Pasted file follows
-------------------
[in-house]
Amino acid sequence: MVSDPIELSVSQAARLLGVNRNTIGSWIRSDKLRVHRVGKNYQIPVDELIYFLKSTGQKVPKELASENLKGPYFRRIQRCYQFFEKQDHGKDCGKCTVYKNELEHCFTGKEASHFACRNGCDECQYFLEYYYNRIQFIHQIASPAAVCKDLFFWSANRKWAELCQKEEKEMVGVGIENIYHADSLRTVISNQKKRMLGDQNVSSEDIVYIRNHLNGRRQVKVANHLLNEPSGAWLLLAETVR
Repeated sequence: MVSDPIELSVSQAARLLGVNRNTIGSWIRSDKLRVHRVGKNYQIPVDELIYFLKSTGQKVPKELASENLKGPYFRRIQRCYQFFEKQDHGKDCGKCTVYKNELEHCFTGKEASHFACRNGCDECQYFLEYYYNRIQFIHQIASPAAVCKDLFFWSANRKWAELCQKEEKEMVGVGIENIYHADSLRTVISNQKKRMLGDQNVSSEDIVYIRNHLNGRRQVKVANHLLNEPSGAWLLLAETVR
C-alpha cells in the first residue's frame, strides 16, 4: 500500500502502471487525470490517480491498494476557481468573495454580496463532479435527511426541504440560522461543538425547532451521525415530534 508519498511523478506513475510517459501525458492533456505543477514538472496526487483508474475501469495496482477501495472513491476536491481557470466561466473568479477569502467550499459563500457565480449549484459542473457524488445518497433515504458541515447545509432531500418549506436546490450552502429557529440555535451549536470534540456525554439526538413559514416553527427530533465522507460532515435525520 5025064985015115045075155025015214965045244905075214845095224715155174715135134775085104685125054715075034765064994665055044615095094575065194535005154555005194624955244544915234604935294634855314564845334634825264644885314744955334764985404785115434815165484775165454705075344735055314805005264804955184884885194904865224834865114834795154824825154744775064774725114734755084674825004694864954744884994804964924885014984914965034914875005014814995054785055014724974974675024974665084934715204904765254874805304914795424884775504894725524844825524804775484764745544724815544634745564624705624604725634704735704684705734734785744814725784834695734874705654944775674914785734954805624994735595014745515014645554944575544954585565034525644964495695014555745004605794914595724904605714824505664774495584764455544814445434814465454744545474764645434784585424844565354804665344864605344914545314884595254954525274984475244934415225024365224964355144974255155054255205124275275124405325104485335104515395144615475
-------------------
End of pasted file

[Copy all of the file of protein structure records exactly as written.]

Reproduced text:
[in-house]
Amino acid sequence: MVSDPIELSVSQAARLLGVNRNTIGSWIRSDKLRVHRVGKNYQIPVDELIYFLKSTGQKVPKELASENLKGPYFRRIQRCYQFFEKQDHGKDCGKCTVYKNELEHCFTGKEASHFACRNGCDECQYFLEYYYNRIQFIHQIASPAAVCKDLFFWSANRKWAELCQKEEKEMVGVGIENIYHADSLRTVISNQKKRMLGDQNVSSEDIVYIRNHLNGRRQVKVANHLLNEPSGAWLLLAETVR
Repeated sequence: MVSDPIELSVSQAARLLGVNRNTIGSWIRSDKLRVHRVGKNYQIPVDELIYFLKSTGQKVPKELASENLKGPYFRRIQRCYQFFEKQDHGKDCGKCTVYKNELEHCFTGKEASHFACRNGCDECQYFLEYYYNRIQFIHQIASPAAVCKDLFFWSANRKWAELCQKEEKEMVGVGIENIYHADSLRTVISNQKKRMLGDQNVSSEDIVYIRNHLNGRRQVKVANHLLNEPSGAWLLLAETVR
C-alpha cells in the first residue's frame, strides 16, 4: 500500500502502471487525470490517480491498494476557481468573495454580496463532479435527511426541504440560522461543538425547532451521525415530534 508519498511523478506513475510517459501525458492533456505543477514538472496526487483508474475501469495496482477501495472513491476536491481557470466561466473568479477569502467550499459563500457565480449549484459542473457524488445518497433515504458541515447545509432531500418549506436546490450552502429557529440555535451549536470534540456525554439526538413559514416553527427530533465522507460532515435525520 5025064985015115045075155025015214965045244905075214845095224715155174715135134775085104685125054715075034765064994665055044615095094575065194535005154555005194624955244544915234604935294634855314564845334634825264644885314744955334764985404785115434815165484775165454705075344735055314805005264804955184884885194904865224834865114834795154824825154744775064774725114734755084674825004694864954744884994804964924885014984914965034914875005014814995054785055014724974974675024974665084934715204904765254874805304914795424884775504894725524844825524804775484764745544724815544634745564624705624604725634704735704684705734734785744814725784834695734874705654944775674914785734954805624994735595014745515014645554944575544954585565034525644964495695014555745004605794914595724904605714824505664774495584764455544814445434814465454744545474764645434784585424844565354804665344864605344914545314884595254954525274984475244934415225024365224964355144974255155054255205124275275124405325104485335104515395144615475